And, of course, we’ll see about the “accountability” part. Only time, and the biased mainstream press, will tell. Surely, Obama has done enough to talk down the economy–gee, wasn’t former President Bush savaged by the press for doing just that at the outset of his first term?–and to temper otherwise astronomical expectations that, once signs of the inevitable failure of his policies begin to present themselves, he’ll be left with two choices: (1) Say that the further downslide of the American economy was a delayed aftereffect of the administration which preceded his, or (2) say something along the lines of “imagine how much worse it would be if we hadn’t acted!”
Either way, Americans everywhere are going to need a shower to rid themselves of the political filth.
If there is any good news to come out of this today, it comes from the fact that much of this much-needed spending will not even be allocated for a number of years down the road, including projects which may not even begin until after the 2016 Olympic Games. If the Republican Party can maneuver itself properly, if it can retain much of the fire and principles shown over the past few weeks and establish a mechanism by which that message can be effectively disseminated, we could be looking at 1994 all over again . . . in 2010.
In the meantime, however, let’s tear this legislation apart and see what it is we’ve done. With this culture so determined to panhandle rather than work and to reap the consequences of doing so, we are the apple which has fallen so far from the Tree of Liberty. With the idea that we can somehow emerge from the aftereffects of fiscal irresponsibility by being even more fiscally irresponsible, we have abandoned any sign of common sense. Let’s see how truly bad it is.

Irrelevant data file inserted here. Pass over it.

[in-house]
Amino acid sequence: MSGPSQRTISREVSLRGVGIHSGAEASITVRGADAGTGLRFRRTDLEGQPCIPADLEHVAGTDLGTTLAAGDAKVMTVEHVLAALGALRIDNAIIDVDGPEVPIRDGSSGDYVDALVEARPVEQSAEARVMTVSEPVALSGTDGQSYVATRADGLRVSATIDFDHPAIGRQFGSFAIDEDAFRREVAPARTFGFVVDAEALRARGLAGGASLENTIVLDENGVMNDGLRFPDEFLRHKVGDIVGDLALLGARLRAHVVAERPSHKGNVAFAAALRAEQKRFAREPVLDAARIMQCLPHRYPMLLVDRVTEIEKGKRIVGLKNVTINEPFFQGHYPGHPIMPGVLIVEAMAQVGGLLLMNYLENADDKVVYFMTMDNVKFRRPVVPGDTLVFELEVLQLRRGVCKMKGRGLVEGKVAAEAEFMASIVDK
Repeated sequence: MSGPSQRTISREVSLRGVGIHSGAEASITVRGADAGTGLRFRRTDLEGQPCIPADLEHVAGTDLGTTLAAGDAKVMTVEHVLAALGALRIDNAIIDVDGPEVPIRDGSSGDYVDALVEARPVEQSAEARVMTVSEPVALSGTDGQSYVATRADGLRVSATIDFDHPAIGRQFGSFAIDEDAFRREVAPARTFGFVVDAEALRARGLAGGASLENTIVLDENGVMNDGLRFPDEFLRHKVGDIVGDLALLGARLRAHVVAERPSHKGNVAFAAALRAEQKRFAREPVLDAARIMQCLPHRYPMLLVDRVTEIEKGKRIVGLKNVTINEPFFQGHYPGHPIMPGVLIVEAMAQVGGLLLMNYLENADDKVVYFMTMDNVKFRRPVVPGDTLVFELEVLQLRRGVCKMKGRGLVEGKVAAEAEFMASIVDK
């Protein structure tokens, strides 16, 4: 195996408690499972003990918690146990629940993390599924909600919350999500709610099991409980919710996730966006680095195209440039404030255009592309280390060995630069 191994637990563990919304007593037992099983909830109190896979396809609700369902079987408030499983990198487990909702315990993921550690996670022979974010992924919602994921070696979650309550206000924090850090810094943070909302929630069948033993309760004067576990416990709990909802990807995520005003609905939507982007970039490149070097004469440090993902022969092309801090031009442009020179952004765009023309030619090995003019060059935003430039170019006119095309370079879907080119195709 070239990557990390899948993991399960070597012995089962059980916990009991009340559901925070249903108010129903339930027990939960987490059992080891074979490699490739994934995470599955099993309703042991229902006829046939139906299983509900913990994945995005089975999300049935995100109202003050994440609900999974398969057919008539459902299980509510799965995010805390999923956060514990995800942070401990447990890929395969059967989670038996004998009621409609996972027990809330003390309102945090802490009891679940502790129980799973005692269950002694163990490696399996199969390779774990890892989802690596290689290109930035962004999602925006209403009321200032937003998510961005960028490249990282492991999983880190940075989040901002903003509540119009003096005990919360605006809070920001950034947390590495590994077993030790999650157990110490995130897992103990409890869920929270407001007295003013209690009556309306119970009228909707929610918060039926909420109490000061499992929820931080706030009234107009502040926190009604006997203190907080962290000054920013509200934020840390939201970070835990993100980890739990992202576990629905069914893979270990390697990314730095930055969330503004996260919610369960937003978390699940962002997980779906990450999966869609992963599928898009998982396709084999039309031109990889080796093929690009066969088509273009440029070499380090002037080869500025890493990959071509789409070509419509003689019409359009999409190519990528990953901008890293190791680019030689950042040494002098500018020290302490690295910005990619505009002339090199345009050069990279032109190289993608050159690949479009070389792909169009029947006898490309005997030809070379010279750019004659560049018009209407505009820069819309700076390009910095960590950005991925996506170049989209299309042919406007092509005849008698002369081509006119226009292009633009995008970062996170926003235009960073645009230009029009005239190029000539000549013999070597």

Regardless, the very idea behind this legislation will not work. Even if it were correctly implemented, which it has not been thanks to the pay-to-play nature of [Democratic] party politics, it would not work. We simply cannot overcome debt by taking on more debt. The economy simply does not work that way, and such a premise has been tried and has failed. Even the Congressional Budget Office argued that we were better off doing nothing at all than passing this abomination.
But it doesn’t matter. Barack Obama says that the package was necessary to avoid catastrophe so, therefore, it is. And, of course, the Democrats counter valid arguments by reminding everyone which party prevailed in last November’s election so, therefore, we should capitulate.
It doesn’t matter to them that the burdens of this bill will be shouldered by our children and grandchildren. It doesn’t matter that the American people don’t want this bill. None of it matters. It’s been 14 long years, and the Democrats have won. Too bad the rest of us have truly, truly lost.